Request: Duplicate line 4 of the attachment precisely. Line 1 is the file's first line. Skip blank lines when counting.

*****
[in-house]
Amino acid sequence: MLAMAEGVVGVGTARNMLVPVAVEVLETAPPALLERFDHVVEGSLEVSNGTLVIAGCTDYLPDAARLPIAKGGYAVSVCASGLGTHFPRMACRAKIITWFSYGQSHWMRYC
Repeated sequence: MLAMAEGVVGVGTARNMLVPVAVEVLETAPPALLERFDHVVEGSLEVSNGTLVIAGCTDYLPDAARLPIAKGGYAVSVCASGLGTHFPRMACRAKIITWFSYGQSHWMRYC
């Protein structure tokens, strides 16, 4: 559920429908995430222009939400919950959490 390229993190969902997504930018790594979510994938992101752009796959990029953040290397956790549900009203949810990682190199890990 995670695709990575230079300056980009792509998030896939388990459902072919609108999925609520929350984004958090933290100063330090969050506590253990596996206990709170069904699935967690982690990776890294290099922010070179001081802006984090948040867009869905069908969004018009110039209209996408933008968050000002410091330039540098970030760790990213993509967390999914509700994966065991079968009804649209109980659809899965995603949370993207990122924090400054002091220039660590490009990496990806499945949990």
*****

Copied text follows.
């Protein structure tokens, strides 16, 4: 559920429908995430222009939400919950959490 390229993190969902997504930018790594979510994938992101752009796959990029953040290397956790549900009203949810990682190199890990 995670695709990575230079300056980009792509998030896939388990459902072919609108999925609520929350984004958090933290100063330090969050506590253990596996206990709170069904699935967690982690990776890294290099922010070179001081802006984090948040867009869905069908969004018009110039209209996408933008968050000002410091330039540098970030760790990213993509967390999914509700994966065991079968009804649209109980659809899965995603949370993207990122924090400054002091220039660590490009990496990806499945949990």